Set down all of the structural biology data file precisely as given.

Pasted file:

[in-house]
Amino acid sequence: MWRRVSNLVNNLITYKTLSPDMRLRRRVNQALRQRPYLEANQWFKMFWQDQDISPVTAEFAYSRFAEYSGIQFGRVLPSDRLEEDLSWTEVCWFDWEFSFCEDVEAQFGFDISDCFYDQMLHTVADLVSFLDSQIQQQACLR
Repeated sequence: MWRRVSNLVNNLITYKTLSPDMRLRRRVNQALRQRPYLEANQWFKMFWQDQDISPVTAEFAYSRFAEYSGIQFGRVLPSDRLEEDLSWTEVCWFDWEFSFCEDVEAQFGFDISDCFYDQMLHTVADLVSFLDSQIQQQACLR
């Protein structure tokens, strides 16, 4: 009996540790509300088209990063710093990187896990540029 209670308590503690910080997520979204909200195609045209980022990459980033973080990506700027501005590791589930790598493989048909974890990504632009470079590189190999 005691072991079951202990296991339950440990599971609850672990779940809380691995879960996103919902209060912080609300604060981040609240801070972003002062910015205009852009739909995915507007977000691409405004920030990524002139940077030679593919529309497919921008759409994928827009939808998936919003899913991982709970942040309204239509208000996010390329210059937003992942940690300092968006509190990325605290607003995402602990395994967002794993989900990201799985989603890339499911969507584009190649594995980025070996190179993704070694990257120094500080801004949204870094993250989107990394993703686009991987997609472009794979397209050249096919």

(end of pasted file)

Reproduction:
[in-house]
Amino acid sequence: MWRRVSNLVNNLITYKTLSPDMRLRRRVNQALRQRPYLEANQWFKMFWQDQDISPVTAEFAYSRFAEYSGIQFGRVLPSDRLEEDLSWTEVCWFDWEFSFCEDVEAQFGFDISDCFYDQMLHTVADLVSFLDSQIQQQACLR
Repeated sequence: MWRRVSNLVNNLITYKTLSPDMRLRRRVNQALRQRPYLEANQWFKMFWQDQDISPVTAEFAYSRFAEYSGIQFGRVLPSDRLEEDLSWTEVCWFDWEFSFCEDVEAQFGFDISDCFYDQMLHTVADLVSFLDSQIQQQACLR
């Protein structure tokens, strides 16, 4: 009996540790509300088209990063710093990187896990540029 209670308590503690910080997520979204909200195609045209980022990459980033973080990506700027501005590791589930790598493989048909974890990504632009470079590189190999 005691072991079951202990296991339950440990599971609850672990779940809380691995879960996103919902209060912080609300604060981040609240801070972003002062910015205009852009739909995915507007977000691409405004920030990524002139940077030679593919529309497919921008759409994928827009939808998936919003899913991982709970942040309204239509208000996010390329210059937003992942940690300092968006509190990325605290607003995402602990395994967002794993989900990201799985989603890339499911969507584009190649594995980025070996190179993704070694990257120094500080801004949204870094993250989107990394993703686009991987997609472009794979397209050249096919």